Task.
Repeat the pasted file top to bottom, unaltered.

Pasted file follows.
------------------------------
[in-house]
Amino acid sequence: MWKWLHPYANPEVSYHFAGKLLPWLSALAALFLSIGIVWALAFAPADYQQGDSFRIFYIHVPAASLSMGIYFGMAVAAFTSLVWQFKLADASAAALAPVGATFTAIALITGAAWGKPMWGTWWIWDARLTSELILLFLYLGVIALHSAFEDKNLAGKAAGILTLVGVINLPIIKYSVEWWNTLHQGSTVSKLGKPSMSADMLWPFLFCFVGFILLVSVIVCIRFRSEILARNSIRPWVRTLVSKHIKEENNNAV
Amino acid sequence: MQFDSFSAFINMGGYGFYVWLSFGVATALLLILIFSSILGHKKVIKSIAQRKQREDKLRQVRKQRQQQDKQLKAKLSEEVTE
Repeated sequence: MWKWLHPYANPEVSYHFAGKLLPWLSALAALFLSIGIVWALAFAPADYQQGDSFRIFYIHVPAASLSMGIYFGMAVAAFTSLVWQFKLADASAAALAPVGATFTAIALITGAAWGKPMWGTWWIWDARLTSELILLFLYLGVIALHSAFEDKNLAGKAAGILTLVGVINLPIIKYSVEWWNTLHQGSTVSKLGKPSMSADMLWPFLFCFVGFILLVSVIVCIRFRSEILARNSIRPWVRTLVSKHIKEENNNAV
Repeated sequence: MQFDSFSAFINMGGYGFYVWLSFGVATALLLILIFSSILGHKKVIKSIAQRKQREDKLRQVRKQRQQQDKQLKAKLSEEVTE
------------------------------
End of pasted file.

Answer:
[in-house]
Amino acid sequence: MWKWLHPYANPEVSYHFAGKLLPWLSALAALFLSIGIVWALAFAPADYQQGDSFRIFYIHVPAASLSMGIYFGMAVAAFTSLVWQFKLADASAAALAPVGATFTAIALITGAAWGKPMWGTWWIWDARLTSELILLFLYLGVIALHSAFEDKNLAGKAAGILTLVGVINLPIIKYSVEWWNTLHQGSTVSKLGKPSMSADMLWPFLFCFVGFILLVSVIVCIRFRSEILARNSIRPWVRTLVSKHIKEENNNAV
Amino acid sequence: MQFDSFSAFINMGGYGFYVWLSFGVATALLLILIFSSILGHKKVIKSIAQRKQREDKLRQVRKQRQQQDKQLKAKLSEEVTE
Repeated sequence: MWKWLHPYANPEVSYHFAGKLLPWLSALAALFLSIGIVWALAFAPADYQQGDSFRIFYIHVPAASLSMGIYFGMAVAAFTSLVWQFKLADASAAALAPVGATFTAIALITGAAWGKPMWGTWWIWDARLTSELILLFLYLGVIALHSAFEDKNLAGKAAGILTLVGVINLPIIKYSVEWWNTLHQGSTVSKLGKPSMSADMLWPFLFCFVGFILLVSVIVCIRFRSEILARNSIRPWVRTLVSKHIKEENNNAV
Repeated sequence: MQFDSFSAFINMGGYGFYVWLSFGVATALLLILIFSSILGHKKVIKSIAQRKQREDKLRQVRKQRQQQDKQLKAKLSEEVTE